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Pro-Ukraine protests sweep across Europe

Tens of thousands of people gathered in cities across Europe on Sunday to protest Russia’s war in Ukraine, although authorities also held small vigils in Russia to crack down on those protesters.

German unions called a protest in Berlin, and the sunny weather intensified their involvement. The march took him from Alexanderplatz in the city – a large square named after the Russian Tsar Alexander I – to a site near the Brandenburg Gate.

Many of the participants carried the blue and yellow flags of Ukraine, while others read “Stop the War” and “Peace and Solidarity of the People of Ukraine.”

Norbert Herring asked, “What are you doing to your neighbor?” he raised a sign that said. as the crowd passed by the Russian Embassy, ​​he said images from Ukraine were reminiscent of the bombing of cities during World War II.

Several people who took part in the Berlin protest said that the Russians were ashamed of their country.

“We are against this war, so we wanted to show our solidarity,” said Aleksandra Belozerova, a Russian student studying in Germany. “It’s the least we can do in this situation.”

His friend, Aliia Biktagirova, said the Russian phrase “No War” had a poster with the words “Star Wars” on it, reflecting censorship in Russia.

In Russia, where anti-war protests in Ukraine often have a harsh police response, the rights group OVD-Info said more than 668 people had been arrested in 36 cities in late Moscow.

In central places there was a great presence of police, including Manezhnaya Square near Kremlin, the agents were led by police vans in the images published by the Russian media.

The number of people protesting nationwide was much lower than in the last significant protests a week ago, when OVD-Info listed more than 5,000 people arrested.

Protests against the war also took place in Warsaw, London and the German cities of Frankfurt, Hamburg and Stuttgart.

A small far-right party staged a protest in the Serbian capital, Belgrade, against Russia’s invasion of Ukraine.

Dozens of people in the car waved Russian and Serbian flags, sounded horns and shouted slogans in support of Russian President Vladimir Putin.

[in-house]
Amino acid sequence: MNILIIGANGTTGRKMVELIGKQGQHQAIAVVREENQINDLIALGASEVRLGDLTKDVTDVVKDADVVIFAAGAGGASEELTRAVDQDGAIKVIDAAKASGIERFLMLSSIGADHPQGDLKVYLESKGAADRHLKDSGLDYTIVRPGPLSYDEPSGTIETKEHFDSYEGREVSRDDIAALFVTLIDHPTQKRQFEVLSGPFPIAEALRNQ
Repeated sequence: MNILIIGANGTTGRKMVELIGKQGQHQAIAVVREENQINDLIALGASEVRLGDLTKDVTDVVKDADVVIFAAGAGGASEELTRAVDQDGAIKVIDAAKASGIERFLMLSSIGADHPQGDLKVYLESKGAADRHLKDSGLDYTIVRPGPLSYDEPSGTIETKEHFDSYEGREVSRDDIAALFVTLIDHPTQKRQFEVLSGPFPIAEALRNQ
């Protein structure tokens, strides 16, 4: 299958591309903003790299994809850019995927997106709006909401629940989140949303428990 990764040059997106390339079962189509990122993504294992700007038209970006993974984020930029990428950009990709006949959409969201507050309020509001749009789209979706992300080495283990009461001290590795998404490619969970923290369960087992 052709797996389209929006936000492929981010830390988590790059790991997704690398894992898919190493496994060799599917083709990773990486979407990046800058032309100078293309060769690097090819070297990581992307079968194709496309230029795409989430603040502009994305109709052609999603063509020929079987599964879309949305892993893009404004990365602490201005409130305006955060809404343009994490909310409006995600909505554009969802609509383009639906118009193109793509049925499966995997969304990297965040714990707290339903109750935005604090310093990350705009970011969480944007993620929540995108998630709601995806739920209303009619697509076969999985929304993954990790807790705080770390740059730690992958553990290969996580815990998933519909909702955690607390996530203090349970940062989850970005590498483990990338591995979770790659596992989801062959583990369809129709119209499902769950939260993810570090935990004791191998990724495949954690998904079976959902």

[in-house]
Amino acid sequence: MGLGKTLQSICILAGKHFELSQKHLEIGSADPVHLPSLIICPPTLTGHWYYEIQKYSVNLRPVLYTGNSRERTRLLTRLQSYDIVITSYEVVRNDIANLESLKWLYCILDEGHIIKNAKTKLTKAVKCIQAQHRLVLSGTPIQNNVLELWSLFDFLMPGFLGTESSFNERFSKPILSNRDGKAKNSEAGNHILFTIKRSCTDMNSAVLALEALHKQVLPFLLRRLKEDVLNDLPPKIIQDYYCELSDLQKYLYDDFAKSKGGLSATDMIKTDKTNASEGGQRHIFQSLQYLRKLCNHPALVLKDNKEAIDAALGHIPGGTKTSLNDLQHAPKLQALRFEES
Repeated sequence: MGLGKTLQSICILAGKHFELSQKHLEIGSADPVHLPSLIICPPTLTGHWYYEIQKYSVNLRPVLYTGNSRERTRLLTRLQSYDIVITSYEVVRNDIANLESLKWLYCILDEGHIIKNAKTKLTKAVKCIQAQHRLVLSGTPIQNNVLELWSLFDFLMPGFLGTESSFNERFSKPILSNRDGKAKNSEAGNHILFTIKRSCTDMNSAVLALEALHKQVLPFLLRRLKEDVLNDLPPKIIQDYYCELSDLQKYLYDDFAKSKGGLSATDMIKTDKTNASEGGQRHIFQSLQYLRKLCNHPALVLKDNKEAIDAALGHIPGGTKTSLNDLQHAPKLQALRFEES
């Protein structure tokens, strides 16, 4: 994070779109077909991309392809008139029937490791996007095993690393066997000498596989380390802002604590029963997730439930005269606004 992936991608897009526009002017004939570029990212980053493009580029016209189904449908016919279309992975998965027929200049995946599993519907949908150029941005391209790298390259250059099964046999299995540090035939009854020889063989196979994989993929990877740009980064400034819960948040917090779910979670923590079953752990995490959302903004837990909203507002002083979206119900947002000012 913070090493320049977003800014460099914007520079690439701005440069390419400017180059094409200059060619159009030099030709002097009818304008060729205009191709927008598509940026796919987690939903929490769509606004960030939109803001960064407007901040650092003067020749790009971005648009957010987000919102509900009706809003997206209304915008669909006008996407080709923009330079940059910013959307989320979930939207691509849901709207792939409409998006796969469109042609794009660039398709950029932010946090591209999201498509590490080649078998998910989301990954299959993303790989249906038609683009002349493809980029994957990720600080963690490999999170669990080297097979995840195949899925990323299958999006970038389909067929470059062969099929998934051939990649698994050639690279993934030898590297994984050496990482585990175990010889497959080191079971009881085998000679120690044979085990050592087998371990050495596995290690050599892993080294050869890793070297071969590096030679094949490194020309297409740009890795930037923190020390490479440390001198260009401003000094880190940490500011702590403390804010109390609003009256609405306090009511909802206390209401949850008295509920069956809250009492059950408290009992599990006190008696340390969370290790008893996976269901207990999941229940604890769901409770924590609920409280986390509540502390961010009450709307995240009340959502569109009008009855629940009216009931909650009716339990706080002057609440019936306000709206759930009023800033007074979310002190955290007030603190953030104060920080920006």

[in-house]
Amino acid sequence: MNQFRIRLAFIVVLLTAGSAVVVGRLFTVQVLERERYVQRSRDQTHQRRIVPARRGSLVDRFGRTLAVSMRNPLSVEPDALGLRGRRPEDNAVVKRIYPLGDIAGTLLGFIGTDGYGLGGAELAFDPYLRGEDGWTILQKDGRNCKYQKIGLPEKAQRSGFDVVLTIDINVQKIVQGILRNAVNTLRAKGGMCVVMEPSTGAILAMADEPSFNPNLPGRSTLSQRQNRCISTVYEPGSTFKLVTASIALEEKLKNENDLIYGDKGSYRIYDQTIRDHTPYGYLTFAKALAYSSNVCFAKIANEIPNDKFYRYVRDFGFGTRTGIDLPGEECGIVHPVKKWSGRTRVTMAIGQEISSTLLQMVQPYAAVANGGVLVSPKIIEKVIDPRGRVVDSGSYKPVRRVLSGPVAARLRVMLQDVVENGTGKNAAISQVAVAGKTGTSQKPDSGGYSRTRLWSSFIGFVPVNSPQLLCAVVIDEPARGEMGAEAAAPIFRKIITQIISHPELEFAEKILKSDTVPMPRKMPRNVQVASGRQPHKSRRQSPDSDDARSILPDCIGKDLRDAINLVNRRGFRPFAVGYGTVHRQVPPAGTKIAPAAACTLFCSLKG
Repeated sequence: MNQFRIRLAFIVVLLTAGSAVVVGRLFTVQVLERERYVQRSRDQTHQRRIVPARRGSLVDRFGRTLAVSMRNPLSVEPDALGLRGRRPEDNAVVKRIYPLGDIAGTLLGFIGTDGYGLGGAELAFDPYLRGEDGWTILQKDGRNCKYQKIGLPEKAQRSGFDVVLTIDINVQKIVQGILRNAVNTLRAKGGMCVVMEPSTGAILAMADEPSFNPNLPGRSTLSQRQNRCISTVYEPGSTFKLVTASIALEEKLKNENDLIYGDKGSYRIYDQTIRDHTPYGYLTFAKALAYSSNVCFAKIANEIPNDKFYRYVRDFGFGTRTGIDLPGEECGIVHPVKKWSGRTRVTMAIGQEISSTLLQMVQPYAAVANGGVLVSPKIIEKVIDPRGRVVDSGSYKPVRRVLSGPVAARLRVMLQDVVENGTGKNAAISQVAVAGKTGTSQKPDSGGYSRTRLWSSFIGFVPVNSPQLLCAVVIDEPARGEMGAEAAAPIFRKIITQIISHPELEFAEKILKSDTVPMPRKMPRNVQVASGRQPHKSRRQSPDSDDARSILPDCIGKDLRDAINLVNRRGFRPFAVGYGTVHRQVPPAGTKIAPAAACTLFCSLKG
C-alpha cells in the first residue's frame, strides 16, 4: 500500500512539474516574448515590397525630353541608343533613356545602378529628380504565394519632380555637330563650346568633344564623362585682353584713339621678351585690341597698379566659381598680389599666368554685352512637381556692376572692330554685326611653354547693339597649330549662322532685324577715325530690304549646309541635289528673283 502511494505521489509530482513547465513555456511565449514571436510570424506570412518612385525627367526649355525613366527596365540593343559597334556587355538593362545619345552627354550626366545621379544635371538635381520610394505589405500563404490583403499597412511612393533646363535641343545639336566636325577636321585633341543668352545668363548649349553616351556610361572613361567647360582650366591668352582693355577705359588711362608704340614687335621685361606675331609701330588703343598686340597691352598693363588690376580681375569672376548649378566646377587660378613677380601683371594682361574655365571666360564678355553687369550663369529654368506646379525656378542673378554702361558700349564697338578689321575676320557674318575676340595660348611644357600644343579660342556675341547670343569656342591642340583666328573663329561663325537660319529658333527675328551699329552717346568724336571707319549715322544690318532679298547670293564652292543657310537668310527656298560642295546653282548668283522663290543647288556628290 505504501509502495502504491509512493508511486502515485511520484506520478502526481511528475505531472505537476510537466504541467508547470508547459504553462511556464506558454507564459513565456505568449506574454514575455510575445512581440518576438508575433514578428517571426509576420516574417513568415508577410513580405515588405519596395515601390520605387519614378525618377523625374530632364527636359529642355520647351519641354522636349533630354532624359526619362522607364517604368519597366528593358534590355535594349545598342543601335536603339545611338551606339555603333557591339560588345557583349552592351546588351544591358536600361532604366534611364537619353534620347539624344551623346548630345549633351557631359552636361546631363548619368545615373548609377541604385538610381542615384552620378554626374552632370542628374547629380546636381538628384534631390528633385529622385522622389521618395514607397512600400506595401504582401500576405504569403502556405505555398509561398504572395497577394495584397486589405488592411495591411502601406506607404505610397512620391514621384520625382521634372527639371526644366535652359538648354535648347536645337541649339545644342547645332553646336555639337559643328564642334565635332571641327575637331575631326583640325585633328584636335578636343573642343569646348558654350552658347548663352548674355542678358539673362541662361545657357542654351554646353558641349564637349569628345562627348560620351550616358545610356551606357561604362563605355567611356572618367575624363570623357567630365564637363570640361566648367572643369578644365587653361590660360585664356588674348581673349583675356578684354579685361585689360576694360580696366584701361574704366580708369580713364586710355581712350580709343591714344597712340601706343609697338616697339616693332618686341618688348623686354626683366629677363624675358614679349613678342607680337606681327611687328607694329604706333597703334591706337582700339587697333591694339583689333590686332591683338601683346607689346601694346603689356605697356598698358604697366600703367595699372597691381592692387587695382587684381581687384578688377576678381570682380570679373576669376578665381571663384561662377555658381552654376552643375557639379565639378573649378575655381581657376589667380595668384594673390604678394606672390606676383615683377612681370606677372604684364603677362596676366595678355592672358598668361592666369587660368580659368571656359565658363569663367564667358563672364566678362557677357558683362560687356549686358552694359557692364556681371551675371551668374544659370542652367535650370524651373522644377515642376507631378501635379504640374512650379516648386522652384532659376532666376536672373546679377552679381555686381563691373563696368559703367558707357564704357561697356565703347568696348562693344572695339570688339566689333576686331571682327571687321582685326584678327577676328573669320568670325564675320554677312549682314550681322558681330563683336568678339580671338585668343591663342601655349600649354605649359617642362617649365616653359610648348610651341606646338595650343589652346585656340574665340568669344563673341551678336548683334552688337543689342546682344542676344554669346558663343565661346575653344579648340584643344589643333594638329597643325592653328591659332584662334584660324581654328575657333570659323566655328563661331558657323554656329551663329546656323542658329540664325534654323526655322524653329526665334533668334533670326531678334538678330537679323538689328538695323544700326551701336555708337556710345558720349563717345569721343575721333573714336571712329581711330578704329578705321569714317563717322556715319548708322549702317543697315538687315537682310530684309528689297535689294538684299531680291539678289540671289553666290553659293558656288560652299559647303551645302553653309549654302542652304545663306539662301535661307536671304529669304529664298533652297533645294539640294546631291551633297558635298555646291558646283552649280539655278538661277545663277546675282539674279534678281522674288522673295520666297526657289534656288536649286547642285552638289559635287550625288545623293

Some cars had “Z” painted on them. The letter is used in Russian armored vehicles in Ukraine and is now a symbol of support from Russian troops.

Despite formally demanding membership of the European Union, Serbia has refused to join international sanctions on Russia’s ally, despite voting in favor of a UN resolution condemning Moscow’s attack.

The main state-controlled media often reports on the pro-Russian war.

After rallies in Florence and Naples, Italians and Ukrainians living in Italy went to protest in Milan and Rome on Sunday against the war in Ukraine.

In Milan, the Italian capital’s capital, on the front lines of a march, protesters held a bloody bundle of cloth to represent children killed in attacks on Russian-Ukrainians.

Some children drew, and many marchers drew their cheeks the color of the Ukrainian flag.

Ahead of the march, protesters waved a huge rainbow-colored peace flag in a Milan square.

During the march in Rome, one of the participants had a cardboard sign that read “Close the sky”, an apparent reference to Ukraine’s plea to NATO to establish a no-fly zone for Ukraine.

Like NATO allies, the Italian government has ruled out a no-fly option, saying the move could risk spreading many conflicts in Europe.

Pope Francis condemned the “barbarism” of killing children and other defenseless civilians in Ukraine. The Vatican said 25,000 people had gathered in St. Peter’s Square for a regular rally on Sunday, saying the attacks should be stopped “before the city can be turned into a cemetery.”

In Cyprus, dozens of Russian citizens rallied on Sunday in the coastal town of Limassol to protest the war in Ukraine.

About 50 Russians rallied on the Limassol promenade before joining other protesters, chanting slogans such as “Stop the war, stop Putin” and waved the white-and-blue flags of the Russian flag without a red line that indicated “blood and violence.”

Demonstrator Evgeniya Shlykova, who has lived and worked in Cyprus for five years, told the Associated Press that despite Russian propaganda, Ukraine “did not deserve this action by our government” and that the protesters demanded an immediate end to the war. don’t help “.

“I think Putin is the person who did the most to weaken Russia and not unite,” said Shlykova, who blamed Russia’s president and supporters for angering the world, who is proud of its humanistic and cultural values. . “But now Russia is the aggressor of the whole world, and we are protesting.”

On Sunday morning, Ukrainian citizens and supporters of Taiwan also marched in Taipei to protest against the Russian invasion of Ukraine.

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